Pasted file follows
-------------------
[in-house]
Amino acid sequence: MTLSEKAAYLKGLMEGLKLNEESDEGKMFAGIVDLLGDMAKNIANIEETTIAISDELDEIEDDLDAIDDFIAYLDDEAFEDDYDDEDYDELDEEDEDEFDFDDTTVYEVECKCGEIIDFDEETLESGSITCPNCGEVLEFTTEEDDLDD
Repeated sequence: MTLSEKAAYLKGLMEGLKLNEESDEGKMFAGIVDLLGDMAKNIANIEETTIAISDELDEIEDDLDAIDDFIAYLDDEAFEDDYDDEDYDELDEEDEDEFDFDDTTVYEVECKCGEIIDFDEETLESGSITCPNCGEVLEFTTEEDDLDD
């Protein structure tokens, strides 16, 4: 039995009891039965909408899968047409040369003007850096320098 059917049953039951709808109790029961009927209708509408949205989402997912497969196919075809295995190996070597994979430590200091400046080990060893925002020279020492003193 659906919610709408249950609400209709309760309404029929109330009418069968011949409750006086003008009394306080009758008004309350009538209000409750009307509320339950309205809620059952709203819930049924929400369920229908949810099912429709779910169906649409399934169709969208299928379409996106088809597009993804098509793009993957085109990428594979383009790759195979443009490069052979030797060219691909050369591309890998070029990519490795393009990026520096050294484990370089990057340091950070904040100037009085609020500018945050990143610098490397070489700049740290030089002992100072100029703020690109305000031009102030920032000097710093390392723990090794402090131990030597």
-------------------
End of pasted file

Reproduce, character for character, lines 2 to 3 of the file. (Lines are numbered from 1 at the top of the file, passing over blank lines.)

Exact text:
Amino acid sequence: MTLSEKAAYLKGLMEGLKLNEESDEGKMFAGIVDLLGDMAKNIANIEETTIAISDELDEIEDDLDAIDDFIAYLDDEAFEDDYDDEDYDELDEEDEDEFDFDDTTVYEVECKCGEIIDFDEETLESGSITCPNCGEVLEFTTEEDDLDD
Repeated sequence: MTLSEKAAYLKGLMEGLKLNEESDEGKMFAGIVDLLGDMAKNIANIEETTIAISDELDEIEDDLDAIDDFIAYLDDEAFEDDYDDEDYDELDEEDEDEFDFDDTTVYEVECKCGEIIDFDEETLESGSITCPNCGEVLEFTTEEDDLDD